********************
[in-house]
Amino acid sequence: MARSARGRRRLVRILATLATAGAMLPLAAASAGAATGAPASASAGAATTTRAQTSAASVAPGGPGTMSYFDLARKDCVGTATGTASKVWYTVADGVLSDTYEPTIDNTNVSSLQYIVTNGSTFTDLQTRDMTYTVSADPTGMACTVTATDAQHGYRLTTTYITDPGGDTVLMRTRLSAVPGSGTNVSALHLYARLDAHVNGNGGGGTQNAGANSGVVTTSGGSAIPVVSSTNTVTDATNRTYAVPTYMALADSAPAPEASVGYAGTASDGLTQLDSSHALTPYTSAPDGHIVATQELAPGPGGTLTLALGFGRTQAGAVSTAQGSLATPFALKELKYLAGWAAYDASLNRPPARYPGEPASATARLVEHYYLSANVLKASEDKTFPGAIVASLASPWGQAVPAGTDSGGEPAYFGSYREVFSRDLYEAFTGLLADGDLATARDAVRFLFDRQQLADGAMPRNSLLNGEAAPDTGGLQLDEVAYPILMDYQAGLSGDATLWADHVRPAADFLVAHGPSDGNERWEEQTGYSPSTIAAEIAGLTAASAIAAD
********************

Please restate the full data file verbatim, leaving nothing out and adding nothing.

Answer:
[in-house]
Amino acid sequence: MARSARGRRRLVRILATLATAGAMLPLAAASAGAATGAPASASAGAATTTRAQTSAASVAPGGPGTMSYFDLARKDCVGTATGTASKVWYTVADGVLSDTYEPTIDNTNVSSLQYIVTNGSTFTDLQTRDMTYTVSADPTGMACTVTATDAQHGYRLTTTYITDPGGDTVLMRTRLSAVPGSGTNVSALHLYARLDAHVNGNGGGGTQNAGANSGVVTTSGGSAIPVVSSTNTVTDATNRTYAVPTYMALADSAPAPEASVGYAGTASDGLTQLDSSHALTPYTSAPDGHIVATQELAPGPGGTLTLALGFGRTQAGAVSTAQGSLATPFALKELKYLAGWAAYDASLNRPPARYPGEPASATARLVEHYYLSANVLKASEDKTFPGAIVASLASPWGQAVPAGTDSGGEPAYFGSYREVFSRDLYEAFTGLLADGDLATARDAVRFLFDRQQLADGAMPRNSLLNGEAAPDTGGLQLDEVAYPILMDYQAGLSGDATLWADHVRPAADFLVAHGPSDGNERWEEQTGYSPSTIAAEIAGLTAASAIAAD